During labor, the continued presence of a doula – an experienced non-medical female companion who provides continuous labor support – has significant beneficial effects for middle- and upper-class women in childbirth, even when they have their male partner or other family member with them, according to a new study in the journal Birth.
Over a 5-year period, 224 of a group of 420 pregnant women in their third trimester were randomized to have a doula accompany them during labor, and 196 women did not receive this intervention. Cesarean delivery rates decreased by 12%, the need for an epidural dropped by 11%, and the need for a cesarean after induced labor decreased by 46% when a doula arrived shortly after hospital admission and remained with the woman throughout her labor and delivery when compared with the group without a doula.
Support from the doula included close physical proximity, touching, and eye contact with the laboring woman, and teaching, reassurance, and encouragement of the woman and her partner during the birth. On questionnaires administered the day after delivery, 100% of couples with doula support rated their experience with the doula positively.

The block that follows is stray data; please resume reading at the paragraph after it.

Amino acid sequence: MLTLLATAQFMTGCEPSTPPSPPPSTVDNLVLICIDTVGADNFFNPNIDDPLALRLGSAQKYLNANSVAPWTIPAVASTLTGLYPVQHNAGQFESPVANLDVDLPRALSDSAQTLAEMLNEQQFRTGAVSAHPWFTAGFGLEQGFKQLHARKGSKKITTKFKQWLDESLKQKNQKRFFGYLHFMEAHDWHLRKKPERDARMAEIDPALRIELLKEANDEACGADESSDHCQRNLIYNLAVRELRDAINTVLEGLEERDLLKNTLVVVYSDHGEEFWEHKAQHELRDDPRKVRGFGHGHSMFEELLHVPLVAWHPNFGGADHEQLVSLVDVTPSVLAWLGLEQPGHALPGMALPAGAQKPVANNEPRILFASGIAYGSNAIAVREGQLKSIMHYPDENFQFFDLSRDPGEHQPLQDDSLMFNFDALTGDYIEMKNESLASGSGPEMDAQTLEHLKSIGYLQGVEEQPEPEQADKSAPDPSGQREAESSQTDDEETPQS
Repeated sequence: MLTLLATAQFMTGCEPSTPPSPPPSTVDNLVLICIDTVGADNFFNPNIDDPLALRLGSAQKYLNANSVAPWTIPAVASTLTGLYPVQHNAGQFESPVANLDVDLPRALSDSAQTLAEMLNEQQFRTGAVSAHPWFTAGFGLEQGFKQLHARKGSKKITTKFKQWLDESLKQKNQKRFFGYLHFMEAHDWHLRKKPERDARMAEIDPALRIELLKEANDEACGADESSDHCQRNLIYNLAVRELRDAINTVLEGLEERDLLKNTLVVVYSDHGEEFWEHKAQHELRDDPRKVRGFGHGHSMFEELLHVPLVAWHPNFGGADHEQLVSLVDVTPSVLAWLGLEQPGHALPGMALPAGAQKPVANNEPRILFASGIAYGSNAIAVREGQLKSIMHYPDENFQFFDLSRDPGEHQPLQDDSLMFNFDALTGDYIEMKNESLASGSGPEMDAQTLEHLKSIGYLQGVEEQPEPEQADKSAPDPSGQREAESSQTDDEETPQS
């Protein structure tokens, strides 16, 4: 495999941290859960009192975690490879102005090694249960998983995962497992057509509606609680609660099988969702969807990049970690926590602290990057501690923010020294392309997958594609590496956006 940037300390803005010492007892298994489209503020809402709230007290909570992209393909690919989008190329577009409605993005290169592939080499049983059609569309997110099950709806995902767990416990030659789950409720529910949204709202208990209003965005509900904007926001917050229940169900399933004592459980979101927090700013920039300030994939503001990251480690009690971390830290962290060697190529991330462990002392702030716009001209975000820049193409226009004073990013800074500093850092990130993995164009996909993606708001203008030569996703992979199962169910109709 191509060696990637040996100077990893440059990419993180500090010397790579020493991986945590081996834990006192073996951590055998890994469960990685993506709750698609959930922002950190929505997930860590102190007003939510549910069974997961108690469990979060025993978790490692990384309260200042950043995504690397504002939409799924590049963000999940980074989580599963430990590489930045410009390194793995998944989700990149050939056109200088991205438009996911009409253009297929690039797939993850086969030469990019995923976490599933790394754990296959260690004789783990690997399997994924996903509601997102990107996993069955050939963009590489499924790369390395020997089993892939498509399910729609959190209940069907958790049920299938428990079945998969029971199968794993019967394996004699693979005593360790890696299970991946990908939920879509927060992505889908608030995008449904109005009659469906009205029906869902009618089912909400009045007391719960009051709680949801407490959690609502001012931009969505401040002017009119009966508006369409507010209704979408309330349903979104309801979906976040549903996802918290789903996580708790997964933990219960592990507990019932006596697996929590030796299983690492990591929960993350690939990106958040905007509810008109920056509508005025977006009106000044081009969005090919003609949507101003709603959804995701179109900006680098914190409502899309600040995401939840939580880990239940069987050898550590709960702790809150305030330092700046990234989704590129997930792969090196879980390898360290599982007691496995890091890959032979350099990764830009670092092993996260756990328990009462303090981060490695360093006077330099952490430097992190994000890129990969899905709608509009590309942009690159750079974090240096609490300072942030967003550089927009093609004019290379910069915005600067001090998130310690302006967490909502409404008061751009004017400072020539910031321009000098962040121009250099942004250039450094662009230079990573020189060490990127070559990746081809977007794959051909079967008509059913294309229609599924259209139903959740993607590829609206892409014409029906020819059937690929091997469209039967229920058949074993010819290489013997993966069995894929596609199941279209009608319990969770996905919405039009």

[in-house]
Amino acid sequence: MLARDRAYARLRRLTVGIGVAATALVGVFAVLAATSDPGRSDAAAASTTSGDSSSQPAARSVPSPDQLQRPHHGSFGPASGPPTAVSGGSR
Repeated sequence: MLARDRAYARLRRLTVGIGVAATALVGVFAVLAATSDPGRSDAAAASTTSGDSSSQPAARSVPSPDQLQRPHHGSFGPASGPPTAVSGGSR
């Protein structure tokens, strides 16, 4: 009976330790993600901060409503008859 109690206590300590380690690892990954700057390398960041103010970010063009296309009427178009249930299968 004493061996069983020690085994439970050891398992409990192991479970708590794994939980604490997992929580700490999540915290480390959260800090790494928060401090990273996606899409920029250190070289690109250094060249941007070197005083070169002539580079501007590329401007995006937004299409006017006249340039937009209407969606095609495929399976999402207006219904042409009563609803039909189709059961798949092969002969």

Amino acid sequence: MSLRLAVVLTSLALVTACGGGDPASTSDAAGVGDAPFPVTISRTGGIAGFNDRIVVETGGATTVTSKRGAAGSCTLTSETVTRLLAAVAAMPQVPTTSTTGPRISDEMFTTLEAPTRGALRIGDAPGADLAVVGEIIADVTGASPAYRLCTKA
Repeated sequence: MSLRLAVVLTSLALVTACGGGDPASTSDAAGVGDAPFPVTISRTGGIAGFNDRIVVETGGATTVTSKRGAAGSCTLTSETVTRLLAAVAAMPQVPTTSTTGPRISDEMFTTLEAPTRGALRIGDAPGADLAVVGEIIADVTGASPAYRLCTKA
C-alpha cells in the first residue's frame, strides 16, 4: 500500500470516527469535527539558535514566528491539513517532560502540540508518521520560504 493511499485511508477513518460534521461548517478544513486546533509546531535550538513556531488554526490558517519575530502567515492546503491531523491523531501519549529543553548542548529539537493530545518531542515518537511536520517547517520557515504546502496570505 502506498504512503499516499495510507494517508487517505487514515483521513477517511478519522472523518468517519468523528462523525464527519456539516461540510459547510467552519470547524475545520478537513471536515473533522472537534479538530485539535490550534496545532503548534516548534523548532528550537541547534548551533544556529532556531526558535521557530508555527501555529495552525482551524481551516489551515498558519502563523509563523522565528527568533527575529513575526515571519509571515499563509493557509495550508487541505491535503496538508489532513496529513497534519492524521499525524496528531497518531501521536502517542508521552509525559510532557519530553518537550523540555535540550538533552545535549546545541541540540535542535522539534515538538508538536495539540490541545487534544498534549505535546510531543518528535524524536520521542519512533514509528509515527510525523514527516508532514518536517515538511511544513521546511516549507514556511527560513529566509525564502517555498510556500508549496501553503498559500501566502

“The assistance provided by new fathers, while extremely important for other reasons, does not have the same positive impact on perinatal outcomes as does that of experienced doulas,” conclude study authors Susan K. McGrath, PhD, and John H. Kennell, MD, of Case Western Reserve University. “Continuous support by a doula during labor is a risk-free, low-cost method of reducing cesarean delivery rates that should be available to all women.”
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